Updated: February 17, 2015 8:17:51 am
Recently, I was in Gulbarga and Bidar, two dry districts of northeast Karnataka with annual rainfall of 750-850 mm that grow a lot of pulses: toor (pigeon pea), chana (chickpea), urad (black gram) and moong (green gram).
Pulses are often called “orphan crops”, being cultivated largely in marginal areas prone to moisture stress. The moment farmers have access to irrigation, they tend to shift from chana to wheat, or from toor to paddy. Even in Bidar’s 15 per cent or so area irrigated by wells/ pump-sets or water from the Karanja dam project, the main crop is sugarcane.
Yet, pulses are important as a valuable source of protein for large sections of our population, whose diets are vegetarian and cereal-based. Also, India annually imports 3.5-4 million tonnes of pulses worth about $2 billion; these will only rise unless domestic production keeps up.
Promoting pulses cultivation is, moreover, useful for soil rejuvenation. Being leguminous plants whose root nodules harbour bacteria that naturally “fix” atmospheric nitrogen, pulses can save roughly one bag of urea per hectare for the succeeding crop. Their deep and extensive root systems help keep the soil porous and well aerated, while preventing formation of hard pans.
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So why aren’t we able to increase output? Are there ways to do it? I got some answers during my interactions with farmers, scientists and agricultural extension professionals in Gulbarga and Bidar.
One myth that needs busting is that the national agricultural research system has ignored pulses, further reinforcing their “orphan” status. The truth is, pulses are highly susceptible to diseases and pests, which are major yield-limiting factors. Our scientists, if anything, deserve credit for breeding improved varieties resistant to both disease and drought.
In Gulbarga, I met many farmers who harvested 18-20 quintals per hectare from TS-3R, a fusarium wilt fungus-resistant toor, developed by the University of Agricultural Sciences, Raichur. The local nondescript varieties, by comparison, yielded 7-8 quintals, that too under relatively disease-free conditions sans extended dry spells.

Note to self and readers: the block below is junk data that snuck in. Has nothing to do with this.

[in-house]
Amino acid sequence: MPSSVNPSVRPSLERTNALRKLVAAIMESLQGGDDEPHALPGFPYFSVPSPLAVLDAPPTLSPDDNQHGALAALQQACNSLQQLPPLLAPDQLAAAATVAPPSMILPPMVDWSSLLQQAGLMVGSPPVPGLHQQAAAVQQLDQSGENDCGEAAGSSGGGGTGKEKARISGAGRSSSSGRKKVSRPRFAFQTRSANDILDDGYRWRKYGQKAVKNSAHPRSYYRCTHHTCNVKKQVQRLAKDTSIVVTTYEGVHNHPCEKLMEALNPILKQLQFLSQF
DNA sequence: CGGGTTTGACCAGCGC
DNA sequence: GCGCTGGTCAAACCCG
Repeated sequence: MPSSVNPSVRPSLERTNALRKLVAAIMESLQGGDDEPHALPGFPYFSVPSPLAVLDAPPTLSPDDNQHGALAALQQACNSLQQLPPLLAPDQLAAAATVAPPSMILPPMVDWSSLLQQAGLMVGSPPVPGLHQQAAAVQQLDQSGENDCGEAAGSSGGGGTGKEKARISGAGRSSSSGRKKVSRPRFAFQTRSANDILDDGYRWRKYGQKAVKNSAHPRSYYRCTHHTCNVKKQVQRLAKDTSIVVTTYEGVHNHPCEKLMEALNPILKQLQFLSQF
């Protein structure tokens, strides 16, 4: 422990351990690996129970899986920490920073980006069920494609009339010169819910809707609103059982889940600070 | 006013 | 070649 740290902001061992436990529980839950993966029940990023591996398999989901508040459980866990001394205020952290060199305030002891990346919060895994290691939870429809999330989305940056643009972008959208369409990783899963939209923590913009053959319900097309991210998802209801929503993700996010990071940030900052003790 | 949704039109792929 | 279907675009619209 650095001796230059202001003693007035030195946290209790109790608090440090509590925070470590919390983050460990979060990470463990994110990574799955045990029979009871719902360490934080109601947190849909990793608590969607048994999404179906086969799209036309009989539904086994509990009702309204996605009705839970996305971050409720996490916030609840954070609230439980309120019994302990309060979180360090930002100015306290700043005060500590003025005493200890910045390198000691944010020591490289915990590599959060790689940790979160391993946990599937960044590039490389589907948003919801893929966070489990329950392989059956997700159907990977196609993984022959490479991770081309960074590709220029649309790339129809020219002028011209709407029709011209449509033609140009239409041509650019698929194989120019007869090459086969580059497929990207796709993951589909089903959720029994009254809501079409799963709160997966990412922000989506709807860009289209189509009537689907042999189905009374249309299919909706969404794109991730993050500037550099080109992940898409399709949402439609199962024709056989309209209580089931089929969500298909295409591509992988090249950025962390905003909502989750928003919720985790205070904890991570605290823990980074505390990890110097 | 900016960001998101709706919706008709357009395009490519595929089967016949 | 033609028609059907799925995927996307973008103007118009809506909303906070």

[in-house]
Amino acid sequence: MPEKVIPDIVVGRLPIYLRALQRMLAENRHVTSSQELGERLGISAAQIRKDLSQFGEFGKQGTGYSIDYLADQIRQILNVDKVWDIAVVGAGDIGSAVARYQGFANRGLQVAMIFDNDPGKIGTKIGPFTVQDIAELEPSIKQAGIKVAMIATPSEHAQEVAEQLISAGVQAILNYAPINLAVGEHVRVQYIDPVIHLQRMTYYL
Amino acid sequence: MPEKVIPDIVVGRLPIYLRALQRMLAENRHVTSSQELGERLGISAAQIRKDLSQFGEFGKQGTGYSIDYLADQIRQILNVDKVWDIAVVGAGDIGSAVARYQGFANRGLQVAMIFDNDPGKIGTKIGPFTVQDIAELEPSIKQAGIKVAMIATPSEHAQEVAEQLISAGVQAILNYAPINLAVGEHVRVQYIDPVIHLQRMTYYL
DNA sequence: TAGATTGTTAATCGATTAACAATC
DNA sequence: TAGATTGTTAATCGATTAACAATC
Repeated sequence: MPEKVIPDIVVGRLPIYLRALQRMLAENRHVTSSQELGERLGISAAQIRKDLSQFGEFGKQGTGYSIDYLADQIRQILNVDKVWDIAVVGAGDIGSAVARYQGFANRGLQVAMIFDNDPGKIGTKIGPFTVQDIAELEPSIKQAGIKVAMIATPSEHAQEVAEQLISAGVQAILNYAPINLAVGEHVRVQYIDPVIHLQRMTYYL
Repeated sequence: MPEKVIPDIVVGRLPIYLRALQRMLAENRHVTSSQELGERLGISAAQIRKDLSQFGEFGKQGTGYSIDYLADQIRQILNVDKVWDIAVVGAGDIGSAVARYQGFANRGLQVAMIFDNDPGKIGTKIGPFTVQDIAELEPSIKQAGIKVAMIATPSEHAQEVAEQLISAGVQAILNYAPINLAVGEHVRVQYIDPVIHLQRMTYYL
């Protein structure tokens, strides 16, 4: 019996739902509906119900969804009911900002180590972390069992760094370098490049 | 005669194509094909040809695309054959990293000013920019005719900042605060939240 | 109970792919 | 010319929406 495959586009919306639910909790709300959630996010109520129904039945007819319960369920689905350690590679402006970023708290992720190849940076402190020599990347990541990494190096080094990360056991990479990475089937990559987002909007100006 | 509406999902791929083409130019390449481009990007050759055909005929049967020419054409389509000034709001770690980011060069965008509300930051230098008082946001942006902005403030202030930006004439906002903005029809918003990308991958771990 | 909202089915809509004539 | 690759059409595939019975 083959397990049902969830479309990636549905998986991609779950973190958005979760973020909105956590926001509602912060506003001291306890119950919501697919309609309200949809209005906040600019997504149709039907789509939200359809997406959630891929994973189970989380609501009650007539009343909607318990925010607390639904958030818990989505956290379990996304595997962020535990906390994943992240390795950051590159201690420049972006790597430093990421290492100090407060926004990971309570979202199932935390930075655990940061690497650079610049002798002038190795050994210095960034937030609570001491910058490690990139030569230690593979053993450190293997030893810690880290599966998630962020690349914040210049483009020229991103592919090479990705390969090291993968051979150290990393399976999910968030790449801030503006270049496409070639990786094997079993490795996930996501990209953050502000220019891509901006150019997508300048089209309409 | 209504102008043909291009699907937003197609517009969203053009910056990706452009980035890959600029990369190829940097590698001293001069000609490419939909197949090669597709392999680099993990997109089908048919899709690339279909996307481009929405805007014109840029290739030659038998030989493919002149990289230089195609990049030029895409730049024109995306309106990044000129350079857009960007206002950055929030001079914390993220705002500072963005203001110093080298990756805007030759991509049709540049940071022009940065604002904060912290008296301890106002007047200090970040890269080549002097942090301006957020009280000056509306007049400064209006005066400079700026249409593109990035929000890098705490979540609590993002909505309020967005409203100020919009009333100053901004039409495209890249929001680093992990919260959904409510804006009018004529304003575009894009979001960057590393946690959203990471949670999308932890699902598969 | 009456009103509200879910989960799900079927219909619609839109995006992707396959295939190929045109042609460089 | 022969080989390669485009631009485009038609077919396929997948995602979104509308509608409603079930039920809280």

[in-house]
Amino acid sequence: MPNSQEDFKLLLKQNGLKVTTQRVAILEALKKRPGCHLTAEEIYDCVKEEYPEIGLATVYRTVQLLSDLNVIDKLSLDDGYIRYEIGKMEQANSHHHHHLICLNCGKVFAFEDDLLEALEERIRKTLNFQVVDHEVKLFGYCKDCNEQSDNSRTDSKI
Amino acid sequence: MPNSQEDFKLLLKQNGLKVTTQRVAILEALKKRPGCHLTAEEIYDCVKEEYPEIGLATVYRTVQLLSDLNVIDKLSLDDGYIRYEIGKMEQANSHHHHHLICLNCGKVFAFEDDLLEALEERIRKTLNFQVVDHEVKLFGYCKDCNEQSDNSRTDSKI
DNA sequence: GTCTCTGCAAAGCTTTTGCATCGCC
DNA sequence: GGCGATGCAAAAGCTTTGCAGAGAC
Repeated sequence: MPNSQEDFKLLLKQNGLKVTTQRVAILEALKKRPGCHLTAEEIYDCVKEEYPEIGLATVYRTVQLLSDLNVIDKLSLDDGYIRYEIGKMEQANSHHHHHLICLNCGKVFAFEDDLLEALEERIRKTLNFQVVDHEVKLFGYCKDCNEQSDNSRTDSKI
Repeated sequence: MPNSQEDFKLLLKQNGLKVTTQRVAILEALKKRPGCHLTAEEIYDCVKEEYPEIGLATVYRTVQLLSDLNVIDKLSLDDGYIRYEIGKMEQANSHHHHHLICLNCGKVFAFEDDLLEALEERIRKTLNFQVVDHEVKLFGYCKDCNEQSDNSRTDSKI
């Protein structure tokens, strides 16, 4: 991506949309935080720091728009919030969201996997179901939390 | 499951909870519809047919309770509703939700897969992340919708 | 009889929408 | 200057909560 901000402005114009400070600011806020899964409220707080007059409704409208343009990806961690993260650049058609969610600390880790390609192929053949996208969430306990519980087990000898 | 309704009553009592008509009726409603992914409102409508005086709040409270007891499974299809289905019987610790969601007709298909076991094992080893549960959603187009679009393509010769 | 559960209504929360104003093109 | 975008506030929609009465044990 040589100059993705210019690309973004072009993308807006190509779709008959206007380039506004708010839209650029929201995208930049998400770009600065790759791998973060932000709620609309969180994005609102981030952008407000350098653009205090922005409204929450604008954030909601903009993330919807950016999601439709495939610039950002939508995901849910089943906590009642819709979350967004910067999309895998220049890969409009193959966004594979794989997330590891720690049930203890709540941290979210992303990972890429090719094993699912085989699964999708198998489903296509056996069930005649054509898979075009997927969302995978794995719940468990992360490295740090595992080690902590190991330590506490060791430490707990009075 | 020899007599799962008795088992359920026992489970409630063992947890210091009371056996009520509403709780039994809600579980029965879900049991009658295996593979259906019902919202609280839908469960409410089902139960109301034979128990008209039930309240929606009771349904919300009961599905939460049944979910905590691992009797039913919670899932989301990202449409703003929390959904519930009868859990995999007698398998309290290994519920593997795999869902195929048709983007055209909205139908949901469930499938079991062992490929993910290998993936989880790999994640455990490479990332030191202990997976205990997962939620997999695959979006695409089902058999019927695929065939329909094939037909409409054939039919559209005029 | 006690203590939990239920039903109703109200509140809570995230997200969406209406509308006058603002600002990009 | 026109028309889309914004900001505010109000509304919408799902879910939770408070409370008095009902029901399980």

The same university’s Agricultural Research Station (ARS) at Gulbarga has now come out with a new variety, GRG-811. It is resistant to fusarium wilt as well as sterility mosaic disease, caused by a virus that prevents the plants from producing flowers. Both TS-3R and GRG-811 mature within 160 days — as against 180 days or more for traditional toor cultivars — also making them less vulnerable to moisture deficiency during the crucial terminal pod-filling stage.
The problem in pulses is not really about breeding or research, but of taking the fruits of these to the end-user — the farmer. It is a failure more of “extension” than “research” — which is why what I saw in Gulbarga and Bidar makes for an encouraging story for Indian agriculture in general.
Till a decade ago, farmers in this region hardly grew any improved toor varieties — including Maruti and BSMR-736, officially “released” for cultivation in 1986 and 1996 respectively. “Even if we planted them, we did it our way because nobody told us how much seed or nutrients to apply,” as Basavaraj Pavadshetty, a 15-acre farmer from Tadkal village in Gulbarga’s Aland taluka, put it.
But today, 50 per cent of Gulbarga’s toor area is under TS-3R that was released only in 2009. BSMR-736’s coverage in Bidar has, likewise, gone up substantially in the last five to six years. The impetus has come mainly from non-governmental agencies like the Indian Society of Agribusiness Professionals (ISAP) , which have worked on the ground to induce farmers to adopt the high-yielding varieties.